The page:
Council OKs blight district on 2nd try

RDA will create plan to address issues
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Despite continued resistance from some property owners, the Shawano Common Council on Wednesday decided that any lingering questions about a proposed blight elimination district had been addressed sufficiently enough to approve a boundary map for the district.

The unanimous vote came a month after the council rejected the map and voted 5-1 to send it back to the Redevelopment Authority for reconsideration.

City officials, however, never provided the RDA with any guidance on what the new boundaries should look like, so it came back to the council Wednesday unchanged.

In a separate resolution, the council unanimously approved designating the RDA district a blighted area and empowering the RDA to create a plan for addressing blighted properties in the district.

The plan will go through a public workshop session and public hearing before it goes to the council for approval.

Wednesday’s meeting included a presentation from RDA consultant Vierbicher, seeking to address some of the questions residents and council members had at last month’s meeting.

One of those concerns was whether the city was ceding any powers to the RDA; any RDA actions would have to be approved by the Common Council.

There was extended discussion of what it meant to be on the so-called list of blighted properties and how a property gets off it once the property is improved.

“There’s really no getting in or out or off the list,” RDA Chair Amanda Sheppard said, explaining that the boundary only designates an area where some of the properties are blighted and need to be addressed.

She said the only list the RDA has is a list of priorities within the district in need of the most attention.

“I think that’s where this list has come from that has come into people’s minds,” she said.

Quasan Shaw of Vierbicher said the blight label would not affect the value of a property, which prompted a round of guffaws from some audience members.

“The physical condition of your property will affect the value and that will affect your tax value,” he said, “but being labeled blighted in terms of this plan, it will not affect the valuation of so much property.”

City Administrator Brian Knapp said a property within the district boundary would still be on the list of properties in the district but would no longer have the blight designation.
RDA member Dave Kerber said property values in the district are already falling because of blight.

“Just because we’re creating this RDA (district) does not decrease the value of anyone’s property. They’re already down,” he said. “In some cases, when a property owner doesn’t take care of their property, the property values (in that area) already drop.”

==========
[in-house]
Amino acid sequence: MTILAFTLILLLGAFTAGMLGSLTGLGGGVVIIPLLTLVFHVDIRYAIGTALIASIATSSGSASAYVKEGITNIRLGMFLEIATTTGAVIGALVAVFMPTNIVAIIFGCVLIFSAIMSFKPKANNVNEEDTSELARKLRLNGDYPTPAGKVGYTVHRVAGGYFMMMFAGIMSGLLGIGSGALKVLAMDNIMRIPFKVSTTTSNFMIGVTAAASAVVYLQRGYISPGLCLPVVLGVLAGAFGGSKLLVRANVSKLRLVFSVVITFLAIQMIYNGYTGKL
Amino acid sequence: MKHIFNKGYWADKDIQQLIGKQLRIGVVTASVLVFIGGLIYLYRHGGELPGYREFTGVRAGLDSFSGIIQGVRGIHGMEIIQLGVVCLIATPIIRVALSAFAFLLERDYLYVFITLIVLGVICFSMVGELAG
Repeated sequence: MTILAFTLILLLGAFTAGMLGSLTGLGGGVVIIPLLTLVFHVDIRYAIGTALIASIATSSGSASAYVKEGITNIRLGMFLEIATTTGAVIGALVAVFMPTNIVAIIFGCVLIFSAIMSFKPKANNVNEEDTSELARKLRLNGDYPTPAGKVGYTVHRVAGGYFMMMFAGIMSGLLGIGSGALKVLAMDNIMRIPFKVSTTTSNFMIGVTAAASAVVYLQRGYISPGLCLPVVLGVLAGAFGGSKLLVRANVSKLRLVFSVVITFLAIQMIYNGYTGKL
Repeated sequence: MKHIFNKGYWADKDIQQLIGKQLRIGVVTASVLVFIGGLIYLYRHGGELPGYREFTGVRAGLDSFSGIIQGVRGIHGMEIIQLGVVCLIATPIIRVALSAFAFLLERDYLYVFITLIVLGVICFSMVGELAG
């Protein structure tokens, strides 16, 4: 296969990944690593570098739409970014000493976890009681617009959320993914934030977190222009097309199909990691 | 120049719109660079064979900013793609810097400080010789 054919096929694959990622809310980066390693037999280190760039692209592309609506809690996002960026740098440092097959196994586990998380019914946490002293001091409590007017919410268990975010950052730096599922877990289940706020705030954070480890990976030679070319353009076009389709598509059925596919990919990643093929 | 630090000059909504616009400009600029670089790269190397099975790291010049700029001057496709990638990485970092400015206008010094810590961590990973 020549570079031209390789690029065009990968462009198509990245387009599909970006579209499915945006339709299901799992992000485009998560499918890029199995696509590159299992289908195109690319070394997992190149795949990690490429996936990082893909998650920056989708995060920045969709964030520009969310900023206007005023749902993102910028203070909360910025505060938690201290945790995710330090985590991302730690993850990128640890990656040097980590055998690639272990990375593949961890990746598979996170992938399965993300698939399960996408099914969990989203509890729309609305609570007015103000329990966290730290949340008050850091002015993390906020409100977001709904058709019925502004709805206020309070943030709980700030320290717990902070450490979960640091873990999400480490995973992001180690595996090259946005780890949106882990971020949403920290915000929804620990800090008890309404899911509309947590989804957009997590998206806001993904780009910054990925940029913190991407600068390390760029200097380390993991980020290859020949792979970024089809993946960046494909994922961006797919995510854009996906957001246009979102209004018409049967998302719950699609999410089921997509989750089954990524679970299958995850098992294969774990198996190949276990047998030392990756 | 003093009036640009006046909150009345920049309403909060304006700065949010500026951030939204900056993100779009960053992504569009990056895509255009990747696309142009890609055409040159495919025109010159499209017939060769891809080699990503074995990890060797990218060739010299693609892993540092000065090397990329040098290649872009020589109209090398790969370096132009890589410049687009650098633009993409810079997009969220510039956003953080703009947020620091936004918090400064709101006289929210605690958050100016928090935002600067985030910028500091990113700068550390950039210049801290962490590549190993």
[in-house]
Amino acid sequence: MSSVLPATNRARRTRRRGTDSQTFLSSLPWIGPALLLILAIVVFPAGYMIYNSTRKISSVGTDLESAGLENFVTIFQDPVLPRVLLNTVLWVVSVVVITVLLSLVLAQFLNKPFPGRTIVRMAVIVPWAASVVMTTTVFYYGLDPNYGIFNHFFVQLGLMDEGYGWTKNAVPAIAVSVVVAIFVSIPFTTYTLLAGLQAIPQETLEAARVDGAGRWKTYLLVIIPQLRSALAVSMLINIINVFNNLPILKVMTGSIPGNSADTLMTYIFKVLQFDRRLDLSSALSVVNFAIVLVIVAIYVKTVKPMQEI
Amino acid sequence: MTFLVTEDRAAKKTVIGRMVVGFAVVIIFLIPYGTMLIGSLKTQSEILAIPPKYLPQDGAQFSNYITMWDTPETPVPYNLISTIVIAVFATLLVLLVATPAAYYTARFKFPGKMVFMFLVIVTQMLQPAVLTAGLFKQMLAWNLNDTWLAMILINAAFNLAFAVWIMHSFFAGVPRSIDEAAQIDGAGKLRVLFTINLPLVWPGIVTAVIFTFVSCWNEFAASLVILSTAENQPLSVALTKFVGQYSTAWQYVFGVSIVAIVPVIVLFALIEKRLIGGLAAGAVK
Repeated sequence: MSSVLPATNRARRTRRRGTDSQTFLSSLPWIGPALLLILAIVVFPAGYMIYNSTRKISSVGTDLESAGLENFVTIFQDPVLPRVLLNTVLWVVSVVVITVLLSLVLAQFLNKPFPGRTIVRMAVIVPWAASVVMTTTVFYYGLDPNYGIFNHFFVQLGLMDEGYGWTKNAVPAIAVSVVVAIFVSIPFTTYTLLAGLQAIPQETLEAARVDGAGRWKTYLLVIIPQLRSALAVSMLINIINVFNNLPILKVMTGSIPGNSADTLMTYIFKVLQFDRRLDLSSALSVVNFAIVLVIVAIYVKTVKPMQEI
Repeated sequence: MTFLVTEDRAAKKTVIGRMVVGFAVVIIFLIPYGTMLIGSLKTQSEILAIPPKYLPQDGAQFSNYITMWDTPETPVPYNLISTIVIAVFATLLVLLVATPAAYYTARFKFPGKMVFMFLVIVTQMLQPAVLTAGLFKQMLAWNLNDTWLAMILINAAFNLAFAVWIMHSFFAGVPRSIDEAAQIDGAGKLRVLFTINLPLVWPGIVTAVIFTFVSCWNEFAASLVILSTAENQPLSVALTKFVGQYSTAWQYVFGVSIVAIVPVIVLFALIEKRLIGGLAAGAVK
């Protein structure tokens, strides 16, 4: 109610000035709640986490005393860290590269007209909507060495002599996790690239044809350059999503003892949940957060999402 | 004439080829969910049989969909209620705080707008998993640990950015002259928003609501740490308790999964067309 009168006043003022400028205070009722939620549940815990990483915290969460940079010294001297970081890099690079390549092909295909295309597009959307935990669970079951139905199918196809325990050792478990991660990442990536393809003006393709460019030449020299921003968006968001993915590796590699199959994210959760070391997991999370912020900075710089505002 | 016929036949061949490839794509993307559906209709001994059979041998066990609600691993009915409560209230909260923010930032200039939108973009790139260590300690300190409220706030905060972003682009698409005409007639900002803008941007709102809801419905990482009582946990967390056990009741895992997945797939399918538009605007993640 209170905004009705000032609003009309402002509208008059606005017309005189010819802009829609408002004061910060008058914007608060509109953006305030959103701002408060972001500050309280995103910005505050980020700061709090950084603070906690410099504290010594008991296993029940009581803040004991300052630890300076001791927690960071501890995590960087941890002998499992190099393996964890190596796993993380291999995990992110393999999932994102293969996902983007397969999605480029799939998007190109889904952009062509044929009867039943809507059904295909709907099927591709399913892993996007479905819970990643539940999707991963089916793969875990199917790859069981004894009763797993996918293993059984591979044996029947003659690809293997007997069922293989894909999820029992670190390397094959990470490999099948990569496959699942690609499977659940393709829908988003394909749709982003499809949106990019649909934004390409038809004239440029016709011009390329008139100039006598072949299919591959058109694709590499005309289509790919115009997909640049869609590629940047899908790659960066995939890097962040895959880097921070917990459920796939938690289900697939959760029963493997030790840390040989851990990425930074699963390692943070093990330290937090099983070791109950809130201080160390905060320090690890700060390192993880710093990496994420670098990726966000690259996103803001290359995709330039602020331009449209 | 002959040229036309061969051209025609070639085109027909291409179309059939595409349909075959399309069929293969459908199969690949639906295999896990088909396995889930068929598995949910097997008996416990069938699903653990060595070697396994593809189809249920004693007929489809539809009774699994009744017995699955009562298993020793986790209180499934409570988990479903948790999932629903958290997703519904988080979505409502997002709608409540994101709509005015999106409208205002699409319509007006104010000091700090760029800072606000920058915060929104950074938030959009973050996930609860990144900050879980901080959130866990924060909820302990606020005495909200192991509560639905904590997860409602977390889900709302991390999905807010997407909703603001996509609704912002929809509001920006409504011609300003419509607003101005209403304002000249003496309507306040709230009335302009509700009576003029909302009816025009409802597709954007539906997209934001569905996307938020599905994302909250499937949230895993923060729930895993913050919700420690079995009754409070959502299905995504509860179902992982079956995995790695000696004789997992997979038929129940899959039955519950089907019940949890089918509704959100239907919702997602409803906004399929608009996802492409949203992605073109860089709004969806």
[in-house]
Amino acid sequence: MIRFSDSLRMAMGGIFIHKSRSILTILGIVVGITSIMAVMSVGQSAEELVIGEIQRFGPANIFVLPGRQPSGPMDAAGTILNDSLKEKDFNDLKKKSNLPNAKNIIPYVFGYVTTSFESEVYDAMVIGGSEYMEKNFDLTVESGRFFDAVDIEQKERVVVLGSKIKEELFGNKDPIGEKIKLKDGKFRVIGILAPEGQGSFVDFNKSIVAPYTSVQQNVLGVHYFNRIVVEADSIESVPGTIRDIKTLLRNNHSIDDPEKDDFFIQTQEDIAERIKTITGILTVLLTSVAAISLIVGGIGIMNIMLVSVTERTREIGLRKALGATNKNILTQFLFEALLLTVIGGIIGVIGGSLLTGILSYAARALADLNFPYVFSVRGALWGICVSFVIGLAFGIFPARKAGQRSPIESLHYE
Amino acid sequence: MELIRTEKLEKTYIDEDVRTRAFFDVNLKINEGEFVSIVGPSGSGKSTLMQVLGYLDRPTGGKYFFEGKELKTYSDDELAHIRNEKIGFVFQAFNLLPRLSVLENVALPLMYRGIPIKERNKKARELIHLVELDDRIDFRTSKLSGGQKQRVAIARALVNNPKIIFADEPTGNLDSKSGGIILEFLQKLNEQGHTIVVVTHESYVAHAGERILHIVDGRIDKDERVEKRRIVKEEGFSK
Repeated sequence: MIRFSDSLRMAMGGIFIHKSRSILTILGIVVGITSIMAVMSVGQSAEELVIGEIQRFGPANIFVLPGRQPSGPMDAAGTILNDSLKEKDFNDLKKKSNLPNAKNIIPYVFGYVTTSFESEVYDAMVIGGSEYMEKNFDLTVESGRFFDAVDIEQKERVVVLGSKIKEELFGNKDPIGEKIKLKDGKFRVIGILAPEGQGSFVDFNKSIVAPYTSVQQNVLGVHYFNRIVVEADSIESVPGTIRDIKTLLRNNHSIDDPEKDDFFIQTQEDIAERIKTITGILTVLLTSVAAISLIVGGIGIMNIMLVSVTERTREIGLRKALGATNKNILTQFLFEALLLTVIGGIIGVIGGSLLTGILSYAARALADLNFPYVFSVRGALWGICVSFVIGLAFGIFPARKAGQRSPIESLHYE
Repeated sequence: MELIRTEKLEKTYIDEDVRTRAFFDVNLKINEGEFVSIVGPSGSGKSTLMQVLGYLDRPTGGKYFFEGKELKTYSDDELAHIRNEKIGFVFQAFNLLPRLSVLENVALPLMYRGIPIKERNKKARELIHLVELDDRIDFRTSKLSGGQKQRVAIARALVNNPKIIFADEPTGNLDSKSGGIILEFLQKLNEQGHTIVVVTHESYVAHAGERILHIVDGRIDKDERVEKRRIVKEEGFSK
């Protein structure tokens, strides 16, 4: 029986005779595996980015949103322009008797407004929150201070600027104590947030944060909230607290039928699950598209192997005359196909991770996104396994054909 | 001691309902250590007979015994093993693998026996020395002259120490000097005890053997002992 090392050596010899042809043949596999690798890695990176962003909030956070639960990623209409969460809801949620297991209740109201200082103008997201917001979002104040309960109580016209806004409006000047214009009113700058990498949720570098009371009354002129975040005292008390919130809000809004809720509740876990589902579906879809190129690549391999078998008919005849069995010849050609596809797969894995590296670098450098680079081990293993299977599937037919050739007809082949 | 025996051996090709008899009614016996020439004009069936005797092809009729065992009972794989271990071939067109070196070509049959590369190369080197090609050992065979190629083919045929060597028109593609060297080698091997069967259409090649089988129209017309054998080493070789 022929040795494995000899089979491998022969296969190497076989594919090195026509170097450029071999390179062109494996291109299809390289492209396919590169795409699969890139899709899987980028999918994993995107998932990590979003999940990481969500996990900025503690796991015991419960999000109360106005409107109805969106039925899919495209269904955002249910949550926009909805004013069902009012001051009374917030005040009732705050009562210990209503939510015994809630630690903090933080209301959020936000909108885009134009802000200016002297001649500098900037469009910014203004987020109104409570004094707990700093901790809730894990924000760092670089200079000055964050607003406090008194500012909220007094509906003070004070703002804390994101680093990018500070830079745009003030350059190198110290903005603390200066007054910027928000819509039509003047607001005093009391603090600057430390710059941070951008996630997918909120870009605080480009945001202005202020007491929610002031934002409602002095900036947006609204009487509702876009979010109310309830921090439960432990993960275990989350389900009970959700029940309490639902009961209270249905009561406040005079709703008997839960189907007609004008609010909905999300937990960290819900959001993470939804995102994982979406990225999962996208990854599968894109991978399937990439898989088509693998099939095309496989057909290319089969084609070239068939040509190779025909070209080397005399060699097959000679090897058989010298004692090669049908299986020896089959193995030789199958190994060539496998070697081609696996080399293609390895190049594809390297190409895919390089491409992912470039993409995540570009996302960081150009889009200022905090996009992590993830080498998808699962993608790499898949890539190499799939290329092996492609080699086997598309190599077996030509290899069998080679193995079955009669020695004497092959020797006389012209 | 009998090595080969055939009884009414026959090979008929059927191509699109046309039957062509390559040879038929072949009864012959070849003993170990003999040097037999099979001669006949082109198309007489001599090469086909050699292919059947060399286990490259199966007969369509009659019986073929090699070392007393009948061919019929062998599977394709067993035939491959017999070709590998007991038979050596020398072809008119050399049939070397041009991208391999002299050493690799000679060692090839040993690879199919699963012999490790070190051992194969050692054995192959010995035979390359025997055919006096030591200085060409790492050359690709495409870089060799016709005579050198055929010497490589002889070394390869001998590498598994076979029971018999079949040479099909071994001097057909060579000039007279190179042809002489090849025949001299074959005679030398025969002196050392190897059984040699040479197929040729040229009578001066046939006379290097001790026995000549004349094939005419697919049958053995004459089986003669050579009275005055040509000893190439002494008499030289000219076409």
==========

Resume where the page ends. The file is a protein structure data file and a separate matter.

Kerber said he saw the RDA as a proactive measure for business and property owners.

“I think everything we’re trying to do here as an RDA will raise values,” he said.

The council heard from about half a dozen property owners who remained unconvinced, however. Most of them raised the same objections at last month’s council meeting.

“I think you need to think hard and long about what you’re doing to this city,” Bart Huntington said.

Jim Oberstein encouraged the council not to approve the boundary map and to send it back to the RDA for changes.

“There are major issues with these resolutions that have not been resolved. Take the time to do it right the first time,” he said.

Deb Noffke said city officials haven’t listened to property owners’ concerns, saying it wasn’t the creation of a district that was the problem.

“It’s the declaration of blight,” she said.

Noffke also maintained the city could not certify the extent of blight in the district because of improvements made to some properties since the survey of the area was taken.

She also said local businesses were being over-regulated.

“It would be nice if we could be a little more business-friendly town,” she said.

There were also concerns raised about the possibility of condemnation proceedings and the use eminent domain, but city officials said they wanted to work with property owners to improve their properties, not acquire them.

“It does no advantage to the city to own property and take it off the tax rolls,” Assistant City Administrator Eddie Sheppard said.

Alderwoman Lisa Hoffman, who voted against the boundary map last month, said questions raised by the public were answered Wednesday, even if some property owners were not willing to accept the answers.

“I hope this doesn’t sound harsh in saying this but if you choose not to listen to the answer that was given, then there’s not anything this council is going to say over and over again that’s going to change opinion on that,” she said.

The RDA district roughly follows the contours of Tax Incremental Finance districts already designated for blight elimination along Main Street from the Wolf River bridge on the north to Wescott Avenue on the south, and along Green Bay Street from Main Street on the west to Rusch Road on the east.

There are 391 properties within the boundaries of the RDA district. Just over half of them are considered blighted or in need of redevelopment.

Under state law, a municipality can designate a blight redevelopment district if at least 50 percent of the property within the proposed district is blighted, which means “a predominance of structures, buildings, or improvements that are dilapidated, deteriorated, obsolete, or conditions that are detrimental to public health and safety.”